IBM recently announced a breakthrough in safeguarding virtual server environments and introduced new software to help businesses better manage risk. The company said the advances can provide businesses with substantial improvements in securing information, applications, and IT infrastructures around the globe.
IBM, the company that pioneered the concept of virtualization with its mainframe systems, is tackling the security issue with Project PHANTOM, an initiative that’s so secret that IBM won’t even say what the name means. This is part of the announcement that was made:
IBM’s PHANTOM initiative aims to create virtualization security technology to efficiently monitor and disrupt malicious communications between virtual machines without being compromised. In addition, full visibility of virtual hardware resources would allow PHANTOM to monitor the execution state of virtual machines, protecting them against both known and unknown threats before they occur. It is also designed to increase the security posture of the hypervisor — a critical point of vulnerability; because once an attacker gains control of the hypervisor, they gain control of all of the machines running on the virtualized platform. For the first time, the hypervisor — the gateway to the virtualized world and all that lays above it — can be locked down.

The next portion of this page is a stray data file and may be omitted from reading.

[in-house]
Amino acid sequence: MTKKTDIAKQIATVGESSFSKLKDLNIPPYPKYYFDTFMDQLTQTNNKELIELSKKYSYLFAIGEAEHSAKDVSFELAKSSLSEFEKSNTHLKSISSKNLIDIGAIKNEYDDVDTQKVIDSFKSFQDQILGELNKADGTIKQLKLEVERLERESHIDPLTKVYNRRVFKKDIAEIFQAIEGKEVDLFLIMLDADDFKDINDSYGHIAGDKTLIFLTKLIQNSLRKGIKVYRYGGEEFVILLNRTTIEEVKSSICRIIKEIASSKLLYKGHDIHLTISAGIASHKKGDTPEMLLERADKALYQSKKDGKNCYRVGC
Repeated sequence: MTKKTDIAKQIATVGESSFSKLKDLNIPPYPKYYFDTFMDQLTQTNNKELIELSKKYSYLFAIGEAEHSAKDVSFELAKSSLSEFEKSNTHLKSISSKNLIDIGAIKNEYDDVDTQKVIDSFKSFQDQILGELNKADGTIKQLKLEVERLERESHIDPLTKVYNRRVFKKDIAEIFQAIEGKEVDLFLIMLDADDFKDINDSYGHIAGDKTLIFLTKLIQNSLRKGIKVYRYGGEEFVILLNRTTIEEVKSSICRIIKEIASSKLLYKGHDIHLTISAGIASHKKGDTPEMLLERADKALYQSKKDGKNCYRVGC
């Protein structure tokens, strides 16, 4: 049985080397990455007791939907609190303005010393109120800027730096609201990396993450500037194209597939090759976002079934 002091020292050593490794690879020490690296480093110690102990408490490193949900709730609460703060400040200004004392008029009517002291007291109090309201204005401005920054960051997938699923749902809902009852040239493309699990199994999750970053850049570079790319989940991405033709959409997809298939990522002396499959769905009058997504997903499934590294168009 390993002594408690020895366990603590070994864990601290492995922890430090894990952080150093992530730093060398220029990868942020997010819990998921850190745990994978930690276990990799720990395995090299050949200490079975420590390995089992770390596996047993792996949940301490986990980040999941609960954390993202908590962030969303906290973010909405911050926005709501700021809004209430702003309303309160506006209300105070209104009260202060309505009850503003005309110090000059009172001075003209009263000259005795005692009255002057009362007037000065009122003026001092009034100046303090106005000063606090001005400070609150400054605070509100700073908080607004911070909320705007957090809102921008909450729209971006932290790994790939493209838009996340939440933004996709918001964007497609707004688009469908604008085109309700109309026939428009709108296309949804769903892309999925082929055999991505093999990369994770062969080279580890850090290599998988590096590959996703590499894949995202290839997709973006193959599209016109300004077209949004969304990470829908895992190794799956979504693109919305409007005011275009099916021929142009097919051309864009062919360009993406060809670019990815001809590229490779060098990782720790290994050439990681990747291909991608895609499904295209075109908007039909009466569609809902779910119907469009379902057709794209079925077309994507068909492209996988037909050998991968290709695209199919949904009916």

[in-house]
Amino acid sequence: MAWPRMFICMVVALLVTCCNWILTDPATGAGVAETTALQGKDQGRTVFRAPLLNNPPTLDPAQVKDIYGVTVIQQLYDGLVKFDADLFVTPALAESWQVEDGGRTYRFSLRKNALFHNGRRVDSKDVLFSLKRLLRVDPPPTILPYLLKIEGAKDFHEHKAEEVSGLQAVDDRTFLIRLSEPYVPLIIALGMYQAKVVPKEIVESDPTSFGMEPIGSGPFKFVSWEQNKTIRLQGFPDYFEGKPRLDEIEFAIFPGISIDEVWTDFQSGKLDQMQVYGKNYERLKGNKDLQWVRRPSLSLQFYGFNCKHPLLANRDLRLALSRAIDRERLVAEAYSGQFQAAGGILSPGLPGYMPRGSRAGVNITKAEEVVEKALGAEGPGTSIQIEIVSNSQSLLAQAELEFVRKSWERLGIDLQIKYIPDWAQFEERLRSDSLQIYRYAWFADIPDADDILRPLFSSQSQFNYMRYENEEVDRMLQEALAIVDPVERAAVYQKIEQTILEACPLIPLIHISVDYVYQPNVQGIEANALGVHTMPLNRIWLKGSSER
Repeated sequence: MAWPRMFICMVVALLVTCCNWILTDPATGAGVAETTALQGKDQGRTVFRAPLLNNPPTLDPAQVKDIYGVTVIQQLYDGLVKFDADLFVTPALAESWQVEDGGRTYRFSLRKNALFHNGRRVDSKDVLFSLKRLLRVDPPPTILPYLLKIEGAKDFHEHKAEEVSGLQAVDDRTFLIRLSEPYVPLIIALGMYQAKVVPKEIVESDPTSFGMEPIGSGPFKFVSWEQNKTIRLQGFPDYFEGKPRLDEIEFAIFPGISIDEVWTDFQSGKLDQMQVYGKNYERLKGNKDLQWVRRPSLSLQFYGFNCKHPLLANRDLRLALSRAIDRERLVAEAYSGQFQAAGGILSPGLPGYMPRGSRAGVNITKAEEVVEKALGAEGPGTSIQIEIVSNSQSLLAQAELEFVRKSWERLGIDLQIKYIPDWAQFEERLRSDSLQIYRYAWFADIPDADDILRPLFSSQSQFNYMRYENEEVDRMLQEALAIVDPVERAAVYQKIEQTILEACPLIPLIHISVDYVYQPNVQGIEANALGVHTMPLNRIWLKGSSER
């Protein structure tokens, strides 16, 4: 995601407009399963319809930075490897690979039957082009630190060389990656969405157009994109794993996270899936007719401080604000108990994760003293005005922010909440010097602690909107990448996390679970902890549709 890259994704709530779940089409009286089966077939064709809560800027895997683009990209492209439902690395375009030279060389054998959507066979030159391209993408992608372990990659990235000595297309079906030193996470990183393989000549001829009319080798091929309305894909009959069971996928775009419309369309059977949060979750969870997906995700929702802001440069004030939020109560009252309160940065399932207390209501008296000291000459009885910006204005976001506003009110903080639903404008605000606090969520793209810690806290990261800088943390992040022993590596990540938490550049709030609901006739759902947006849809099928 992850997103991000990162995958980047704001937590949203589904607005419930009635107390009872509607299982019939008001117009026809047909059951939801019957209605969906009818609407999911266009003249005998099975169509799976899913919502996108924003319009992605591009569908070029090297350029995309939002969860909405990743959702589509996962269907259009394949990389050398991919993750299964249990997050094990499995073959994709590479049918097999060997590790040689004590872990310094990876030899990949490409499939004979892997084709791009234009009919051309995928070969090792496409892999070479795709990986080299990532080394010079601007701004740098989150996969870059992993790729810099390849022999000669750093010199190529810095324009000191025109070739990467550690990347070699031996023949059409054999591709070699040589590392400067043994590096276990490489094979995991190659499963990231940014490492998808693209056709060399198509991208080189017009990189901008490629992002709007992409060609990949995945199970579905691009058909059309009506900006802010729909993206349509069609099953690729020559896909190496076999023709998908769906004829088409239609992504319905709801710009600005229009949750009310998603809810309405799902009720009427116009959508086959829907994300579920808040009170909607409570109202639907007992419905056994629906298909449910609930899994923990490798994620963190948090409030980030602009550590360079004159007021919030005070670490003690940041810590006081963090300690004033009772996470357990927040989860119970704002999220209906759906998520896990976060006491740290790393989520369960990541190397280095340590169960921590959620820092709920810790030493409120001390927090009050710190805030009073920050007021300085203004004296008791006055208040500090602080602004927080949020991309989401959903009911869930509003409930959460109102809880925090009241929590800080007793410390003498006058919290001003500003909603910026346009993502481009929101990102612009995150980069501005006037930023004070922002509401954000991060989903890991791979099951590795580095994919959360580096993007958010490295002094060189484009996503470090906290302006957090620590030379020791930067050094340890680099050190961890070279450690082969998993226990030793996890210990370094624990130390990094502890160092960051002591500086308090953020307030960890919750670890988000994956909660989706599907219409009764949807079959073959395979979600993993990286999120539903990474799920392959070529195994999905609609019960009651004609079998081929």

Ars Technica had a call with the people at IBM. The company was still not willing to talk in any detail about it, but I did learn some important information that answers the questions I raised in my original post, which I’ve included below in its own section.
For starters, PHANTOM is not one particular technology, but rather a widespread research initiative within IBM that will eventually result in a range of products, services, best practices whitepapers, etc.. The initiative was started two years ago as a collaboration among various hardware and software groups within IBM, and has since expanded to embrace some third parties whose identities IBM isn’t revealing just yet. The internal groups involved in the initiative include IBM’s X-Force Threat Analysis Service (a division of IBM’s Internet Security Systems), IBM Watson research center, and the server platform groups behind the z- and p-series servers, among others.
IBM stressed to me that the initiative will produce results for a wide variety of hardware/software combinations, including x86 systems, Windows, Linux, POWER, and others. So the scope of PHANTOM, broadly defined, includes all virtualization platforms, products, and services.
Clearly, whatever else it is, PHANTOM is also extremely ambitious. It’s also still mostly under wraps, so we’ll have to wait for more announcements before giving further details.